Federal authorities have provided answers and guidelines for one of the grimmest questions raised by the pandemic — Can refrigerated trailers that have held the remains of COVID-19 victims be used again for food transport purposes?

As deaths from the COVID-19 crisis are on the rise, some health departments have had to make the unpleasant call to order refrigerated trailers to store bodies as morgues and funeral homes become overwhelmed. Just last week, the Vigo County, Indiana, Health Department announced that they had entered into a “mass fatality agreement with Great Dane Trailers for four refrigerator trucks” as the number of fatal COVID-19 cases rise. Authorities in El Paso, Texas are also using several refrigerated trailers as “mobile morgue” unit for COVID-19 victims.

The unusual use of refrigerated trailers for the purpose of storing bodies has left some in the trucking community questioning whether the trailers can be safely returned to use hauling produce or meat products.

Turns out, the answer in many cases is “yes.”

According to a memo issued by the Food and Drug Administration (FDA) earlier this year, “Refrigerated food transport vehicles and refrigerated food storage units used for the temporary preservation of human remains during the COVID-19 pandemic subsequently can be safely used for food transport and food storage under certain circumstances … Before returning to service to transport or store human or animal food, refrigerated food transport vehicles and refrigerated food storage units used to hold human remains during the COVID-19 pandemic should be thoroughly cleaned and disinfected.”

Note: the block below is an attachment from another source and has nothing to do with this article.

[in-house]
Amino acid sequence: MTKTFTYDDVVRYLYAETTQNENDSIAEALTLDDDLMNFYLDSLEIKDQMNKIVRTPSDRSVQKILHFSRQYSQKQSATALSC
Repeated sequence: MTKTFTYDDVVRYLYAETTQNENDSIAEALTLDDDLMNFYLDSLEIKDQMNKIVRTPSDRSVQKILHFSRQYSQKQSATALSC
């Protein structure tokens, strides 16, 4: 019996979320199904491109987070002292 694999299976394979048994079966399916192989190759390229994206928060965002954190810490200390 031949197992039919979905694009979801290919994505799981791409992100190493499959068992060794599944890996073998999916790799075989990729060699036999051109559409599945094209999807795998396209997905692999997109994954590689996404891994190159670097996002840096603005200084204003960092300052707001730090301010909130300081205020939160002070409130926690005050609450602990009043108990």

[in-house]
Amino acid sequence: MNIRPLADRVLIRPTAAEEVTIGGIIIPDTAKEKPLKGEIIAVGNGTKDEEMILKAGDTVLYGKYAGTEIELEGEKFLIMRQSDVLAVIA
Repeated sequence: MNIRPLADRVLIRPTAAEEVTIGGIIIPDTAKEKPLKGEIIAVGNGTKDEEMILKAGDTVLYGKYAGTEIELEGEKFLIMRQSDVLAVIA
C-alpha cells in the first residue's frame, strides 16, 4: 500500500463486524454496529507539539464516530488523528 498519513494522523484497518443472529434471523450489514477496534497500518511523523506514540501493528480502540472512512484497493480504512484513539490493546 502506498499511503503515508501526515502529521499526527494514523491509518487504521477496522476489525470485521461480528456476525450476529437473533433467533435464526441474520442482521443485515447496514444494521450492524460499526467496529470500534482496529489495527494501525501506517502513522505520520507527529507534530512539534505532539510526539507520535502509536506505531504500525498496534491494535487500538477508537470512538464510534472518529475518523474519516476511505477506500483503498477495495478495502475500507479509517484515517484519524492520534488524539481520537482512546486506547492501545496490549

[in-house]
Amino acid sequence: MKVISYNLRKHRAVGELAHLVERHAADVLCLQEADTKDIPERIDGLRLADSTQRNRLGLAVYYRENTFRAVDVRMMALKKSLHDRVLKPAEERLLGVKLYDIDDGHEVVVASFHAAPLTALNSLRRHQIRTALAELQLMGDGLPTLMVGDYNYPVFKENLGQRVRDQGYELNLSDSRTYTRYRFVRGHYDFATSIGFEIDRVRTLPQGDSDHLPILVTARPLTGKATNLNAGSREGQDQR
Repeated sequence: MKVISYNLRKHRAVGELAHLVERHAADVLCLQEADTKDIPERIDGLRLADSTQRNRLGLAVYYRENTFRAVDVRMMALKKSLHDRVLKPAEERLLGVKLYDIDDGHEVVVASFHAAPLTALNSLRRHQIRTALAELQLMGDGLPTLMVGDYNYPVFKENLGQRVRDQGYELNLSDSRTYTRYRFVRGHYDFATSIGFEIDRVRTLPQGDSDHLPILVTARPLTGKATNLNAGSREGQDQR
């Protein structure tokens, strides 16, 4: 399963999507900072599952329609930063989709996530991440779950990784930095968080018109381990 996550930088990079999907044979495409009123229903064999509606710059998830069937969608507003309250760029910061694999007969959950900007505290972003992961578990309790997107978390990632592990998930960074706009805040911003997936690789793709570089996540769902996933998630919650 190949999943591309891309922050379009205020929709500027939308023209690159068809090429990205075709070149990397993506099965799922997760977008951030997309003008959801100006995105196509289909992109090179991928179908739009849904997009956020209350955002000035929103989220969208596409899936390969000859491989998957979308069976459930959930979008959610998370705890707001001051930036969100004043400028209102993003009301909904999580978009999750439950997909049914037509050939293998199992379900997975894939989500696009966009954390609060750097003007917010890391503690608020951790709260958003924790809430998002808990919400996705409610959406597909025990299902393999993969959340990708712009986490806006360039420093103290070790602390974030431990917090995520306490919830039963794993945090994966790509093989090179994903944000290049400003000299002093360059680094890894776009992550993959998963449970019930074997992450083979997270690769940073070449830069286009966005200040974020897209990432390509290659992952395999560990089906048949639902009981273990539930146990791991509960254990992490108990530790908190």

However, there are circumstances under which the FDA recommends that trailers not be returned to use in transporting food:

When there is evidence that interior surfaces were in direct contact with blood or bodily fluids, FDA recommends that refrigerated food transport vehicles and refrigerated food storage units not be returned to service for transporting or storing food for humans or animals if any one of the following conditions exist:

  • There are interior surfaces made of porous unfinished wood or other materials that are not suitable for cleaning and disinfection and that cannot be removed and replaced;
  • There are interior surfaces that are damaged or compromised (e.g., cracked fiberglass, exposed seams) such that they are not able to be properly cleaned and disinfected;
  • There are mechanical refrigeration components located within the storage areas that cannot be cleaned in place or removed for cleaning and/or replacement;
  • The unit is permeated by offensive odors that cannot be eliminated through cleaning and disinfecting.

Sign up for the CDLLife Newsletter

Subscribe to our mailing list and get today's top trucking news delivered to your inbox.

Thank you for subscribing.

Something went wrong.